Through one-on-one counseling of potential applicants, she “noticed that many minority students needed additional assistance for their applications to be better-prepared. We need applicants to go to dental school who look like all the people in this country.”
Now, as director of outreach, recruitment and admissions at Tufts University School of Dental Medicine, Dr. Holloway organizes a 10-day orientation program for new students from disadvantaged backgrounds. She also runs an annual IDID Symposium, which brings students to Tufts for workshops taught by current dental students.
Her efforts are bearing fruit: Tufts now boasts one of the most diverse dental programs in the country. Some 28 percent of the class of 2022 are of minority backgrounds underrepresented in dentistry, she says. “The [Lucy Hobbs Mentor] award gives more exposure to the program and school, and what we consider important at Tufts,” she says. “When a university promotes diversity, it creates a space for everyone to thrive.”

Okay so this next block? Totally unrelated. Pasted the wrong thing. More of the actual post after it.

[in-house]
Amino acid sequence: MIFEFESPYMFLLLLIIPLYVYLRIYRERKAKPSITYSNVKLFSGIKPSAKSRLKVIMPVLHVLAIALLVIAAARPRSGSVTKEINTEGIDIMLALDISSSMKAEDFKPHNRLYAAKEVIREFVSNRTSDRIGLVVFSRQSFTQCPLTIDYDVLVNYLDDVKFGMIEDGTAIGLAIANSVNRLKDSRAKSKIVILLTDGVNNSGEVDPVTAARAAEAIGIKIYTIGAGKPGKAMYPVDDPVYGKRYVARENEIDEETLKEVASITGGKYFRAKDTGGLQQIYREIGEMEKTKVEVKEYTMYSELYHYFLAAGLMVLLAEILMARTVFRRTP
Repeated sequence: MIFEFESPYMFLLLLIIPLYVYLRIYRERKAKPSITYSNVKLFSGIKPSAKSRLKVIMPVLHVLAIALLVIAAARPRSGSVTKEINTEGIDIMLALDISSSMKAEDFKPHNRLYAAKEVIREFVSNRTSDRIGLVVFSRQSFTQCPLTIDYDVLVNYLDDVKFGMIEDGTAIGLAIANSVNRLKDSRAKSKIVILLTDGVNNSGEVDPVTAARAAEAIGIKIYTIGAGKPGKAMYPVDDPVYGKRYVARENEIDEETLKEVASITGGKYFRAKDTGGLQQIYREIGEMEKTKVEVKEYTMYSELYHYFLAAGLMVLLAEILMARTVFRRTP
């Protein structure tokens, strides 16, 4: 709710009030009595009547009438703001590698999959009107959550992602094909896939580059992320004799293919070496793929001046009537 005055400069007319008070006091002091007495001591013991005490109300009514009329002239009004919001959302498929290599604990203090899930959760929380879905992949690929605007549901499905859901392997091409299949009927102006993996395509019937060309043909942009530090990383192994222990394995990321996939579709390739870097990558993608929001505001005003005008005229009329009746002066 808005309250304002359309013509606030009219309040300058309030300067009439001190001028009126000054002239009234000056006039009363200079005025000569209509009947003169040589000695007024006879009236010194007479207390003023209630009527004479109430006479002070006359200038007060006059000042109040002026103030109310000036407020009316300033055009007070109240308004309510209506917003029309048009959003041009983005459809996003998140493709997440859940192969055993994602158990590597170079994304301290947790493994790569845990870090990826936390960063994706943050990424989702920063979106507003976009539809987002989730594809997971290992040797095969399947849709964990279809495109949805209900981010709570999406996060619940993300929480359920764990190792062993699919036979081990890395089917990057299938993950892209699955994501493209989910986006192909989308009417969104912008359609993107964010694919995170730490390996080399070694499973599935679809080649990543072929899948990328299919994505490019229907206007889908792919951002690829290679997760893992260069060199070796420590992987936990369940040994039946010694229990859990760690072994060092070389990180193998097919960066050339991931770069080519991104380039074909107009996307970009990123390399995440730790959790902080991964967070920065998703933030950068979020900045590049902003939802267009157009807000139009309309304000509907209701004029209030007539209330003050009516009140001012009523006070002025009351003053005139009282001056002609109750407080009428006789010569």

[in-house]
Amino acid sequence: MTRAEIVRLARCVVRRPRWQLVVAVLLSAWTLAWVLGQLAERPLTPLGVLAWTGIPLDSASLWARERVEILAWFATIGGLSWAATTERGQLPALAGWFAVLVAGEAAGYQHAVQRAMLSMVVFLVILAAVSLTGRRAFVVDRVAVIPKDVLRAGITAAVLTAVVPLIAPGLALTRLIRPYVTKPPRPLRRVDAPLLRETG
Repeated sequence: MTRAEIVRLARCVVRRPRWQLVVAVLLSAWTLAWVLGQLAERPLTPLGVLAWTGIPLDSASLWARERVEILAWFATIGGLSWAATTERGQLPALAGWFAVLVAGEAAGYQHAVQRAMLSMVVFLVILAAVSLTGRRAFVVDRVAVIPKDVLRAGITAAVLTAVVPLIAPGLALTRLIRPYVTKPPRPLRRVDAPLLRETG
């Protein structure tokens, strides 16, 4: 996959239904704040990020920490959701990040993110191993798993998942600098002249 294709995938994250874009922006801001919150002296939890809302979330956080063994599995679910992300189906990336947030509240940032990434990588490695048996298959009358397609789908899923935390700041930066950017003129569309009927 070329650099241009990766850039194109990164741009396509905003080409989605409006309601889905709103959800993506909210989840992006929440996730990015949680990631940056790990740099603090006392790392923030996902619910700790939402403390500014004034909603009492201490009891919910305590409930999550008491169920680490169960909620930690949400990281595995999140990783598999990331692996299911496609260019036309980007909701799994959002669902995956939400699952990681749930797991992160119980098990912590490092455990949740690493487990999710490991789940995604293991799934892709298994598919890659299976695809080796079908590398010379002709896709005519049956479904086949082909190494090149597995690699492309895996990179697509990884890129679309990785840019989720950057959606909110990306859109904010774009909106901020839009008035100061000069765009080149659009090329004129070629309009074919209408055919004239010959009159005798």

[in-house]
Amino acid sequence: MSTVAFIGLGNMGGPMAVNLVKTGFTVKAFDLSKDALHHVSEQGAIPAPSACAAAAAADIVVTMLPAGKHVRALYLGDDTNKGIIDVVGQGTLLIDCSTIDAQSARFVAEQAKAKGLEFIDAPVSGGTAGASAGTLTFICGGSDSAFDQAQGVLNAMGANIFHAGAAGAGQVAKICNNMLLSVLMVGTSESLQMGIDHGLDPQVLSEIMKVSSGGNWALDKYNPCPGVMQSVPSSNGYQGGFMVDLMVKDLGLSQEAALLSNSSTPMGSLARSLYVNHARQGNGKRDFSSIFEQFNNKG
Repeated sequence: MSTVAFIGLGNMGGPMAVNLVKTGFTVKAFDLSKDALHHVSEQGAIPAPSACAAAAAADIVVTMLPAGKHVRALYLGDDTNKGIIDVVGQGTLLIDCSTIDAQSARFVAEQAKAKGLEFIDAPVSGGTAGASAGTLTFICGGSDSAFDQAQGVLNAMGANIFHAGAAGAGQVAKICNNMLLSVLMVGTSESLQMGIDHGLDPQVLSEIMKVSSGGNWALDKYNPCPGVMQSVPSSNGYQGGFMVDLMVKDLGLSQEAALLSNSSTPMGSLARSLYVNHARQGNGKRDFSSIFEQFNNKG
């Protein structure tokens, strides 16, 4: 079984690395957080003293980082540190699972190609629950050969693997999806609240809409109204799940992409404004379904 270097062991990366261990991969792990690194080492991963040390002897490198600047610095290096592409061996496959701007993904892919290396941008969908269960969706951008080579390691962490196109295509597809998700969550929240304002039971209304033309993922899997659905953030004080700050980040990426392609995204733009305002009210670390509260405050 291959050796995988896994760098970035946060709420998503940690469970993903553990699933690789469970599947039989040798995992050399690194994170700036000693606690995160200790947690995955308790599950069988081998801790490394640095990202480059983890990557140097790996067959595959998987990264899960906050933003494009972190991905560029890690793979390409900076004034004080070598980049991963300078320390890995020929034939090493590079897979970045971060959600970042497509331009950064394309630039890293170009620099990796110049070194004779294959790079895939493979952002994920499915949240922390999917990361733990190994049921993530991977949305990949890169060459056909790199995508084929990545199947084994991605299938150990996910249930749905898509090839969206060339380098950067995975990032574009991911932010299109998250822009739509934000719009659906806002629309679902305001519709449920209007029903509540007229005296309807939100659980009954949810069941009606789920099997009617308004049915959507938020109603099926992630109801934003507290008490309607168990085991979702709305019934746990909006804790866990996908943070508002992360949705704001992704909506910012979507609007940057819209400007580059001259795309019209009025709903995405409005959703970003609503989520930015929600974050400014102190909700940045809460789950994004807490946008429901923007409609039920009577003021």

WOMAN TO WATCH
Dr. Rita Y. Chuang
City: Torrance, California
Name of Practice: Breeze Orthodontics
Education: B.A., Cornell University; DDS, University of Southern California School of Dentistry; orthodontics specialty, University of Pennsylvania Department of Orthodontics
“DR. RITA,” as her patients affectionately call her, sees hundreds of teen and preteen visitors at her Los Angeles–area practice every year. She treats their teeth and fixes their smiles,
certainly, but in the hour or so that she spends with each young charge, she feels a strong responsibility to do even more.
“I went into orthodontics because I feel my calling strongly as an educator and empowerment coach,” Dr. Chuang says. “In that slice of time, I get to be their coach, their cheerleader, someone who is there to mentor and advocate for them. I feel honored to have the opportunity to motivate them and find out what sparks them in life.”